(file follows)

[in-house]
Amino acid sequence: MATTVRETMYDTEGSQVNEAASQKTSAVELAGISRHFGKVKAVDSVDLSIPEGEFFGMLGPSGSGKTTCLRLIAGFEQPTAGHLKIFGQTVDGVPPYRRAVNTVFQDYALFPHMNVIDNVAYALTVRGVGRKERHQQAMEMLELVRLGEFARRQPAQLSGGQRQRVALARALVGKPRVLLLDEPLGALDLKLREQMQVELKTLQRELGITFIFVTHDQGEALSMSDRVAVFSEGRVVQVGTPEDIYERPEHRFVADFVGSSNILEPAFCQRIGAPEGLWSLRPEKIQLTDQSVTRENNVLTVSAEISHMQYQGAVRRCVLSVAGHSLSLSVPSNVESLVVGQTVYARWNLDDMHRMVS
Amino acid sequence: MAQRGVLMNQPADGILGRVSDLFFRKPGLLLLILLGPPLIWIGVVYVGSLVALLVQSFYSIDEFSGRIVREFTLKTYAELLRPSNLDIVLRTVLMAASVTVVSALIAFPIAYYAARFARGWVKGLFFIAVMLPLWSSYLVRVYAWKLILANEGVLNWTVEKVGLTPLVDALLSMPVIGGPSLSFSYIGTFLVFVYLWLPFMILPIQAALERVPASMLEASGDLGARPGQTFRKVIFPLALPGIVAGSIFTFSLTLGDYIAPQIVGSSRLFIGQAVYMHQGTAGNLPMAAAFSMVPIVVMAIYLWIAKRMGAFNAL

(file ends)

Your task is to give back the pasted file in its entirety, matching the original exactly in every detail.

[in-house]
Amino acid sequence: MATTVRETMYDTEGSQVNEAASQKTSAVELAGISRHFGKVKAVDSVDLSIPEGEFFGMLGPSGSGKTTCLRLIAGFEQPTAGHLKIFGQTVDGVPPYRRAVNTVFQDYALFPHMNVIDNVAYALTVRGVGRKERHQQAMEMLELVRLGEFARRQPAQLSGGQRQRVALARALVGKPRVLLLDEPLGALDLKLREQMQVELKTLQRELGITFIFVTHDQGEALSMSDRVAVFSEGRVVQVGTPEDIYERPEHRFVADFVGSSNILEPAFCQRIGAPEGLWSLRPEKIQLTDQSVTRENNVLTVSAEISHMQYQGAVRRCVLSVAGHSLSLSVPSNVESLVVGQTVYARWNLDDMHRMVS
Amino acid sequence: MAQRGVLMNQPADGILGRVSDLFFRKPGLLLLILLGPPLIWIGVVYVGSLVALLVQSFYSIDEFSGRIVREFTLKTYAELLRPSNLDIVLRTVLMAASVTVVSALIAFPIAYYAARFARGWVKGLFFIAVMLPLWSSYLVRVYAWKLILANEGVLNWTVEKVGLTPLVDALLSMPVIGGPSLSFSYIGTFLVFVYLWLPFMILPIQAALERVPASMLEASGDLGARPGQTFRKVIFPLALPGIVAGSIFTFSLTLGDYIAPQIVGSSRLFIGQAVYMHQGTAGNLPMAAAFSMVPIVVMAIYLWIAKRMGAFNAL